With the wood pieces installed, I used spackle to even out anything that wasn’t completely flush and fill in the nail holes. Once it was dry, I sanded it down, and then added a little more and sanded that down. Then I vacuumed up a disturbing amount of spackle dust.

I taped around everything and then applied two more coats of white paint. It looks really nice in this “before” paint photo, but what you can’t see are the gaping holes between the wood and the wall. Which was very discouraging at that stage! I had to keep reminding myself that there was still caulking to be done.

My FIL then caulked, installed the hooks, and put up the shelves. I probably could have done the shelves, but I’m very short and somehow can’t manage to get shelves level. The room looked like this until the following morning because I didn’t want any wet paint getting on the bench cushion.

This definitely does not always happen, but it looks exactly the way I imagined it would. 

::Heart eyes::

The upper shelf holds things we don’t use every day, like a basket for umbrellas, and our gym bags. The baskets underneath the bench hold shoes and hats. We tend to kick off our shoes the moment we come in the door and I’ve learned it’s easier to roll with that urge than try to fight it.

The opposite wall took a little more planning and searching to get right. We needed it to be hard working, but also unobtrusive in the small space. We like to pin up mail and reminders, as well as have somewhere to put coupons to our favorite stores. We also needed a storage solution to keep our many pairs of sunglasses (how do we have so many pairs but can never find them??). But my most pressing issue was to have somewhere to store and CHARGE our running gadgets.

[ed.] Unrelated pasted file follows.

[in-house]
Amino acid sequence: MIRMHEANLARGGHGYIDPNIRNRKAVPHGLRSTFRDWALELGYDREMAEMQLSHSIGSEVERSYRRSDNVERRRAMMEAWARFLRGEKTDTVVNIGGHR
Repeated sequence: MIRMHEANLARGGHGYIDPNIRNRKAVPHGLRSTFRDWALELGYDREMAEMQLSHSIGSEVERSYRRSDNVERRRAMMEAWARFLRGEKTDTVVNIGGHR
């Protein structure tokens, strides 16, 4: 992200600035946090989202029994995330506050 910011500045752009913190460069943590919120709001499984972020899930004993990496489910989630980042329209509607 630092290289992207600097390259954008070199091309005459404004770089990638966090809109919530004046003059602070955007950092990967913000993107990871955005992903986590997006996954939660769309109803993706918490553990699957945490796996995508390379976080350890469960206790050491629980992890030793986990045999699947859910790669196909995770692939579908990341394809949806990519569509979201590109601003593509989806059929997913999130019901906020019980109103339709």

This Magnetic Chalkboard from Radical Woodworks was perfect to pin up mail, invitations, to-do lists, and coupons.

I don’t wear my sunglasses at night

My favorite Etsy find was the wall mount sunglasses organizer from Masters of Fate. We had to whittle down our collection to 5 each (ok! ok! I clearly have 6 pairs). Now we always know where to find them and how perfect is it? I stuck some command hooks to the side to store our sunglass pouches.

The last segment, while not the most visually appealing, was exactly what we needed for the running gadgets. Our running watches and wireless headphones died during the week in our gym bags (or under the car seat, or in a pants pocket). And when they were charging up in the bedroom or on a desk or counter, we forgot to take them running with us. With an extension cord, some command hooks and caddies, our running gadgets are always where we need them.

I can’t tell you which area of the tiny mudroom I’m most excited about, because it changes every minute. I almost wish I’d taken the time to execute this before we moved in, because it was probably the easiest DIY project I’ve ever put off for 3.5 years.

But, as I keep learning, there are a lot of things we would have done differently at the beginning that we can now confidently make perfect for how we live in the house now. 

On to the next organization project!

2 thoughts on “Organized Mudroom